Japanese Battleship Mutsu 1/1100 Scale Diecast Metal Model Ship by Eaglemoss #13
1/1100 Scale Imperial Japanese Navy Battleship: Length: 8", Width: 1.25"
Warships of the World collection from Eaglemoss is a breakthrough for both military and maritime enthusiasts. Each has details and features that even the most discriminating collectors will appreciate:
A consistent 1:1100 scale that makes for a stunning display, with each ship visually comparable to all the others in the collection.
Heavy-duty metal construction with finely molded plastic detail parts. Miniature aircraft with cranes, detailed guns with blast bags, and a complete superstructure.
Textured surfaces that simulate wooden decks, intricate ironwork, chains and cleats.
Accurate colors and markings, from anti-fouling paint on the hulls to camouflage patterns, national insignia (including roundels on aircraft), and even runway markings.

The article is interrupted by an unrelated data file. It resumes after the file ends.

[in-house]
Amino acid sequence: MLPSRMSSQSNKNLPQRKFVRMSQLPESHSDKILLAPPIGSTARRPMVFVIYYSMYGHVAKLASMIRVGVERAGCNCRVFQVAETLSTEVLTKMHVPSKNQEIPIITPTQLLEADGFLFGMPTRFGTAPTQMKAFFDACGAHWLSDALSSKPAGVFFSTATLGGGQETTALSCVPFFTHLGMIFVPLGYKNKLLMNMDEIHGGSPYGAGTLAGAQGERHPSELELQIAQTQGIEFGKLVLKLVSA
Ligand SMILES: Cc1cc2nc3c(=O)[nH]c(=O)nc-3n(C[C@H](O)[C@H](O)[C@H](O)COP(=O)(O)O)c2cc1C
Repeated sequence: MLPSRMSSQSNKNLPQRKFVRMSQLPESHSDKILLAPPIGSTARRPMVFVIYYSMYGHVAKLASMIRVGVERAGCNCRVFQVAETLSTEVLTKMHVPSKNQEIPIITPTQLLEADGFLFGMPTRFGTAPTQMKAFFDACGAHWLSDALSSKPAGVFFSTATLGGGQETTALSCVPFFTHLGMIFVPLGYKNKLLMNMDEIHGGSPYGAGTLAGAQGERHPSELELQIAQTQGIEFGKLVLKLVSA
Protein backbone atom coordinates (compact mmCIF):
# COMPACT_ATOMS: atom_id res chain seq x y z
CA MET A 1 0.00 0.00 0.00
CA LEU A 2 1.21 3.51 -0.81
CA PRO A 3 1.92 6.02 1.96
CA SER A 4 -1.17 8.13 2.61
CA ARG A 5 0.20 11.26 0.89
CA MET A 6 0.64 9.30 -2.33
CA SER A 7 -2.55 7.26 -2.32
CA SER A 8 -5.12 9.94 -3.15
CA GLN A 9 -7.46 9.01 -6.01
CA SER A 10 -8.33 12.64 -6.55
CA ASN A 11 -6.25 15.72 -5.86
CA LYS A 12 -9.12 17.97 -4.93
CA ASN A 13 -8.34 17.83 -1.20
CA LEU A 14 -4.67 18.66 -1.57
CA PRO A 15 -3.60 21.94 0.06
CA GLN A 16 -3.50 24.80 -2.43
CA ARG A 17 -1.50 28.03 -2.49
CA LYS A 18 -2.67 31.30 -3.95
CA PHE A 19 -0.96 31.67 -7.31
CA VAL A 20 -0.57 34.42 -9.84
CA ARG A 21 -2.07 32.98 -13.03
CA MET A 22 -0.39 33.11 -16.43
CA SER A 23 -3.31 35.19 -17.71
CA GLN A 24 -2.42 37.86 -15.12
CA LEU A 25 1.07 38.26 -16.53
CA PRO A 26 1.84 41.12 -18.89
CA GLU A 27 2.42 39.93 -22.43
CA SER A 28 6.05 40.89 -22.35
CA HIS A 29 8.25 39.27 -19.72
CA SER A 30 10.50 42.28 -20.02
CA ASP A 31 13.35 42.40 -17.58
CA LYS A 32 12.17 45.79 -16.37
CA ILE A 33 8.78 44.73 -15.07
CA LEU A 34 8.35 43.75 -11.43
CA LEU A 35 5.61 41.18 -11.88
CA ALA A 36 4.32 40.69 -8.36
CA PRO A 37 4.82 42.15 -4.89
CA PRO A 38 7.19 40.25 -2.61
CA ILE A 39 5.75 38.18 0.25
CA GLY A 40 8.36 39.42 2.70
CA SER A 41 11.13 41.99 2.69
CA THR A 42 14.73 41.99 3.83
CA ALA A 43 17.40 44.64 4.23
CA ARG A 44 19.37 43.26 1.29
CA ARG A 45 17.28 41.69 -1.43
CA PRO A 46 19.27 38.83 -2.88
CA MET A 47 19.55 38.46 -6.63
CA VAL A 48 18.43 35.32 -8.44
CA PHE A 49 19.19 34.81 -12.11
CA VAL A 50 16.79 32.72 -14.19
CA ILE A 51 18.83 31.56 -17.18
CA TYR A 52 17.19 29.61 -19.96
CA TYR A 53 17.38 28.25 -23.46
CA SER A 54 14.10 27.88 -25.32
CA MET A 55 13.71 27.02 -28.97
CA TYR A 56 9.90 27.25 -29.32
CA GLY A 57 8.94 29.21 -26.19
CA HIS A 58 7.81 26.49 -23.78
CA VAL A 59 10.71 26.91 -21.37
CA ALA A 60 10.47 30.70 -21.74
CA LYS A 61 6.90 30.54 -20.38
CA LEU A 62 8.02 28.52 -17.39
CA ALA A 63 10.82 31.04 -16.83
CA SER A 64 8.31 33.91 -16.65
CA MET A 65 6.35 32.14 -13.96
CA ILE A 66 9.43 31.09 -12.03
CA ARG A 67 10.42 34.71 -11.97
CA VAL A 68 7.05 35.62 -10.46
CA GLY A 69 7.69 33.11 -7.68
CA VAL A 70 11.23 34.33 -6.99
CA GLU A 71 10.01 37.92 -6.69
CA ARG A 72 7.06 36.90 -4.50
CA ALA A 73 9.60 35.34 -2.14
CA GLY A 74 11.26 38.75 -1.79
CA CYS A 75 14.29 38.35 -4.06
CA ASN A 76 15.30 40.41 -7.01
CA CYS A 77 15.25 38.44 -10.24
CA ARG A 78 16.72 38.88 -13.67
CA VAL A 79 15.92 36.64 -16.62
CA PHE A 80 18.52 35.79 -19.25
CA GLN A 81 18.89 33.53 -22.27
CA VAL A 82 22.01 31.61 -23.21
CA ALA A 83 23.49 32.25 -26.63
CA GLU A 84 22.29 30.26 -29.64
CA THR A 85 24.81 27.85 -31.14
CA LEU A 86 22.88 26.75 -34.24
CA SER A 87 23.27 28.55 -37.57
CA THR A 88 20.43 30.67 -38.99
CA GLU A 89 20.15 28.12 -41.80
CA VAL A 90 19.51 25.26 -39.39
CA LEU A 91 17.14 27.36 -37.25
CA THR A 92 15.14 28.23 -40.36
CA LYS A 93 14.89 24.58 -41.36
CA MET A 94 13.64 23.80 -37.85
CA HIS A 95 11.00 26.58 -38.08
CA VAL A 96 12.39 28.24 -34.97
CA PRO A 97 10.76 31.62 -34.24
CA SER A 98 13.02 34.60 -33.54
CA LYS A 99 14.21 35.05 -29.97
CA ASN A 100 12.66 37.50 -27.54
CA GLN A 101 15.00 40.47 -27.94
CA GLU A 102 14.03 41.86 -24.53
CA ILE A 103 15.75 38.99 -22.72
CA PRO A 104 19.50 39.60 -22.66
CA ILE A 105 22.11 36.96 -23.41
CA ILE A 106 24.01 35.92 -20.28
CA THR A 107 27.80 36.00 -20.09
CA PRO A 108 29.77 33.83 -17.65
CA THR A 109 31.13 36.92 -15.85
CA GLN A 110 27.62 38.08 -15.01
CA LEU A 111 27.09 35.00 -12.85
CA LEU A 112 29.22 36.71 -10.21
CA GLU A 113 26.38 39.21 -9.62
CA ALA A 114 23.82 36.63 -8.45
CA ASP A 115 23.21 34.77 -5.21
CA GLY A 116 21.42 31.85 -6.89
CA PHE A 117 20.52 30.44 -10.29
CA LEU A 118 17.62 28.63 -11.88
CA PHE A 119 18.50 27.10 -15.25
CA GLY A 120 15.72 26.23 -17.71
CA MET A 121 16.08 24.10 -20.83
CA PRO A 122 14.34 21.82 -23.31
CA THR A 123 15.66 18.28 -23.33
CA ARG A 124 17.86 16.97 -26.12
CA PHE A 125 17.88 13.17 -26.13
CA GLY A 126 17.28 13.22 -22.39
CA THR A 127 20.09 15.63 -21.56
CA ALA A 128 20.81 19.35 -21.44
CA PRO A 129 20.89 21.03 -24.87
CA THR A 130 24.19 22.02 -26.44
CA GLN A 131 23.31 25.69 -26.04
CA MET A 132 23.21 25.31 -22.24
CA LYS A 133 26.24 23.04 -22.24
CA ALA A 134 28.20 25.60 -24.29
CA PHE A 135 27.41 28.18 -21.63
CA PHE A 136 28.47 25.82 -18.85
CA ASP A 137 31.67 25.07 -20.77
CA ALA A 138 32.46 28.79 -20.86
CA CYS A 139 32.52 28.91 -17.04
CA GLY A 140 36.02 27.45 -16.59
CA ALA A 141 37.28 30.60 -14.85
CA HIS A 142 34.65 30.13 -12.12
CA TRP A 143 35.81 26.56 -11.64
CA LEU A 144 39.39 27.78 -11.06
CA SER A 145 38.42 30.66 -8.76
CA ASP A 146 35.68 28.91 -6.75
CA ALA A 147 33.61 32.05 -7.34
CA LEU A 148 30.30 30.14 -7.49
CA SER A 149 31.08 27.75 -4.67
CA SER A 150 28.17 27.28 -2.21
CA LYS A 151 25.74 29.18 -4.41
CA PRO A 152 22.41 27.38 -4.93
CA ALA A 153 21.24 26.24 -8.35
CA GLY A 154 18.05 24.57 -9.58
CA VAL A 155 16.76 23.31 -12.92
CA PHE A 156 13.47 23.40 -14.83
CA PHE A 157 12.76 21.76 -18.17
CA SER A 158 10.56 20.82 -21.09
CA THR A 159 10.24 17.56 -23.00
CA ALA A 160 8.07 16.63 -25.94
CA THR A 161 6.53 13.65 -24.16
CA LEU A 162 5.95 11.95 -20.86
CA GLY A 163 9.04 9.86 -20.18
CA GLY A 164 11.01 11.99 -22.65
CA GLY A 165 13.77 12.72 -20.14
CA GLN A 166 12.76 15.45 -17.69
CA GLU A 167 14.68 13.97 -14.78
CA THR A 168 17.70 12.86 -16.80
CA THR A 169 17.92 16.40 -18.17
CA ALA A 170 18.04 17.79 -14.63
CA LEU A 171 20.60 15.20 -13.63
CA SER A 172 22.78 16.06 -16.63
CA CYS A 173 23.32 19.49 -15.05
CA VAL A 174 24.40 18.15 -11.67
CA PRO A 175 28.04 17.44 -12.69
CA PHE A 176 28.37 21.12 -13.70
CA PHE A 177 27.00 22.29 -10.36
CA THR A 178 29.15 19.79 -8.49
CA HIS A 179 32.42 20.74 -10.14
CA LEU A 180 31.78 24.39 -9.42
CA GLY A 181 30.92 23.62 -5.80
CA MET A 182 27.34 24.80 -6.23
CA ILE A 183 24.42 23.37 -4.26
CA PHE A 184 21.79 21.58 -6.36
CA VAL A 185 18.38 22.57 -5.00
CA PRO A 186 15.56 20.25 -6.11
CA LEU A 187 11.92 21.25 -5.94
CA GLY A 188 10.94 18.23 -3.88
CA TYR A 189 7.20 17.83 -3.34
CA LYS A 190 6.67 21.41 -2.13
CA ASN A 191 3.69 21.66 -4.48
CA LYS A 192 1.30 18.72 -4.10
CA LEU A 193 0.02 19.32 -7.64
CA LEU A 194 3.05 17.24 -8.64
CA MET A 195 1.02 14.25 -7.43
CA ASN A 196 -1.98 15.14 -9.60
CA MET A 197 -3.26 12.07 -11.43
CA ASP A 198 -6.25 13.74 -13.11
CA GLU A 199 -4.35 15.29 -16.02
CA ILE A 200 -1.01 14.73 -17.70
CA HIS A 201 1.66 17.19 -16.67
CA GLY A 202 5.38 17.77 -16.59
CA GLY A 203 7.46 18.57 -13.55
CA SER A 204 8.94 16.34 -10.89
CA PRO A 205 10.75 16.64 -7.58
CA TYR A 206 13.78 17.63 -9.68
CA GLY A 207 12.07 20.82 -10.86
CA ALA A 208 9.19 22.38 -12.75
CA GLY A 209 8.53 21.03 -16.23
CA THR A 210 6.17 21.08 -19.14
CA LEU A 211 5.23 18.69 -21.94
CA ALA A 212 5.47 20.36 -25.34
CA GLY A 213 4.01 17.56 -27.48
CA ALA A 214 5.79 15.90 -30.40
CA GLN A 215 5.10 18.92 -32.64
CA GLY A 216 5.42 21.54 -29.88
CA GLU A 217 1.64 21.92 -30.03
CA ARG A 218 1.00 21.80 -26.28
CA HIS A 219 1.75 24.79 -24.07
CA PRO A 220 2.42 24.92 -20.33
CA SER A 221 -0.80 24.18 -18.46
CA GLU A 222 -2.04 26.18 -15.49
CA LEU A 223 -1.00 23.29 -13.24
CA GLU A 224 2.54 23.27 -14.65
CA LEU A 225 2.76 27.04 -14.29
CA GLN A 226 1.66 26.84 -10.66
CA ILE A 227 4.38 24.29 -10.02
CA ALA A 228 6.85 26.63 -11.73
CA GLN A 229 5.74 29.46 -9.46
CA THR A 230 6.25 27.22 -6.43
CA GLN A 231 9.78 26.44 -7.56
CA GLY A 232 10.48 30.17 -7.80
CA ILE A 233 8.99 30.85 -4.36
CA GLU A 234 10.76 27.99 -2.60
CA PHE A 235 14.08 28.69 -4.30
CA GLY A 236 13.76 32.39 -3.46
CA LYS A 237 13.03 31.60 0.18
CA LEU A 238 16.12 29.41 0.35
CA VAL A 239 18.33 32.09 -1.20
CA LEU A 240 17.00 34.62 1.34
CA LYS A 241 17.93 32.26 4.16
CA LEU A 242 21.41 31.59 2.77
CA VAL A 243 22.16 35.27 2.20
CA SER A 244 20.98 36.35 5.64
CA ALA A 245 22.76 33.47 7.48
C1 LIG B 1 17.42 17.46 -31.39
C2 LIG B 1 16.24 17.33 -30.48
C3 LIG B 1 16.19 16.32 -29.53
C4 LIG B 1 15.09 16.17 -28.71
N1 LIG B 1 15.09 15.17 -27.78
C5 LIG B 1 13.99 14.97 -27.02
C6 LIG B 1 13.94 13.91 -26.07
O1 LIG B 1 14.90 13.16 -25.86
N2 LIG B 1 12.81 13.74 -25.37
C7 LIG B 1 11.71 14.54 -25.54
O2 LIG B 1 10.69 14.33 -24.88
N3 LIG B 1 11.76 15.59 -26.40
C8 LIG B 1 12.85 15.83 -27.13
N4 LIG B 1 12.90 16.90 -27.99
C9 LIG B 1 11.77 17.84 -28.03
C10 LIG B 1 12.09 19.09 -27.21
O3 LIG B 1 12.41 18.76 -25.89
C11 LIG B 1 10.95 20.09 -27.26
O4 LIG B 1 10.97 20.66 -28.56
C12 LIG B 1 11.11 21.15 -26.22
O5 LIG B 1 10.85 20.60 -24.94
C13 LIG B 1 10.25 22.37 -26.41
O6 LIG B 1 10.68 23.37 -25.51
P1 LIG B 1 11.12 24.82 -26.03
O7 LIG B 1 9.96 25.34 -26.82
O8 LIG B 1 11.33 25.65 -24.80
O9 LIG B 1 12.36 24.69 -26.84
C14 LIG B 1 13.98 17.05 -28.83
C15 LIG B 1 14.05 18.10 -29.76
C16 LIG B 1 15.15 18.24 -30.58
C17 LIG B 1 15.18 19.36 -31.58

A removable, customized display stand with the ship's name (in Japanese) and year.
Mutsu was the second and last Nagato-class dreadnought battleship built for the Imperial Japanese Navy (IJN) at the end of World War I. It was named after the province, In 1923 she carried supplies for the survivors of the Great Kantō earthquake. The ship was modernized in 1934–1936 with improvements to her armour and machinery, and a rebuilt superstructure in the pagoda mast style. Other than participating in the Battle of Midway and the Battle of the Eastern Solomons in 1942, where she did not see any significant combat, Mutsu spent most of the first year of the Pacific War in training. She returned to Japan in early 1943. That June, one of her aft magazines detonated while she was at anchor, sinking the ship with the loss of 1,121 crew and visitors. The IJN investigation into the cause of her loss and concluded that it was the work of a disgruntled crew member. The navy dispersed the survivors in an attempt to conceal the sinking in the interest of morale in Japan. Much of the wreck was scrapped after the war, but some artefacts and relics are on display in Japan, and a small portion of the ship remains where it was sunk.